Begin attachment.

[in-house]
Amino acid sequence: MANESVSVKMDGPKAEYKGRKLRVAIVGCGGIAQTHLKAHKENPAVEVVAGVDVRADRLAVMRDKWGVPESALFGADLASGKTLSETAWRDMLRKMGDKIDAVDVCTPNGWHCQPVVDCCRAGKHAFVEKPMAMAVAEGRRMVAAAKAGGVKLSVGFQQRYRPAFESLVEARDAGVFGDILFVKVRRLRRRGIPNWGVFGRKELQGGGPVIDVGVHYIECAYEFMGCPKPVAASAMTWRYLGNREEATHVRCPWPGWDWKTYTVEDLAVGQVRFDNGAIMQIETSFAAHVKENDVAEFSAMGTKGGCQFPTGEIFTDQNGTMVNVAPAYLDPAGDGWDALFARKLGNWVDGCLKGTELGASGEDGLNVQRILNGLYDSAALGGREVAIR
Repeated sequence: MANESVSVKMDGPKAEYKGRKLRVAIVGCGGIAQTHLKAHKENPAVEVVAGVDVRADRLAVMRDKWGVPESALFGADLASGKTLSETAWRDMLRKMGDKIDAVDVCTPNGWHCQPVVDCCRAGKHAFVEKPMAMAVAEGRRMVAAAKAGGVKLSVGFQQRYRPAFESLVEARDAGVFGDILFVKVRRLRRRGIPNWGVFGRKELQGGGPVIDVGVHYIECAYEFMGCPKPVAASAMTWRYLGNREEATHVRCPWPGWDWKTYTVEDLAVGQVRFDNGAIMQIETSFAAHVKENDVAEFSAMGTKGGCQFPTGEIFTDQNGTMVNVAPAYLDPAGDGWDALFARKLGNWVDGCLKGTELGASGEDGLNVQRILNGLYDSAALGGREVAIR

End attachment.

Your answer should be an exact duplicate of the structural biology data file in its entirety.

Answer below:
[in-house]
Amino acid sequence: MANESVSVKMDGPKAEYKGRKLRVAIVGCGGIAQTHLKAHKENPAVEVVAGVDVRADRLAVMRDKWGVPESALFGADLASGKTLSETAWRDMLRKMGDKIDAVDVCTPNGWHCQPVVDCCRAGKHAFVEKPMAMAVAEGRRMVAAAKAGGVKLSVGFQQRYRPAFESLVEARDAGVFGDILFVKVRRLRRRGIPNWGVFGRKELQGGGPVIDVGVHYIECAYEFMGCPKPVAASAMTWRYLGNREEATHVRCPWPGWDWKTYTVEDLAVGQVRFDNGAIMQIETSFAAHVKENDVAEFSAMGTKGGCQFPTGEIFTDQNGTMVNVAPAYLDPAGDGWDALFARKLGNWVDGCLKGTELGASGEDGLNVQRILNGLYDSAALGGREVAIR
Repeated sequence: MANESVSVKMDGPKAEYKGRKLRVAIVGCGGIAQTHLKAHKENPAVEVVAGVDVRADRLAVMRDKWGVPESALFGADLASGKTLSETAWRDMLRKMGDKIDAVDVCTPNGWHCQPVVDCCRAGKHAFVEKPMAMAVAEGRRMVAAAKAGGVKLSVGFQQRYRPAFESLVEARDAGVFGDILFVKVRRLRRRGIPNWGVFGRKELQGGGPVIDVGVHYIECAYEFMGCPKPVAASAMTWRYLGNREEATHVRCPWPGWDWKTYTVEDLAVGQVRFDNGAIMQIETSFAAHVKENDVAEFSAMGTKGGCQFPTGEIFTDQNGTMVNVAPAYLDPAGDGWDALFARKLGNWVDGCLKGTELGASGEDGLNVQRILNGLYDSAALGGREVAIR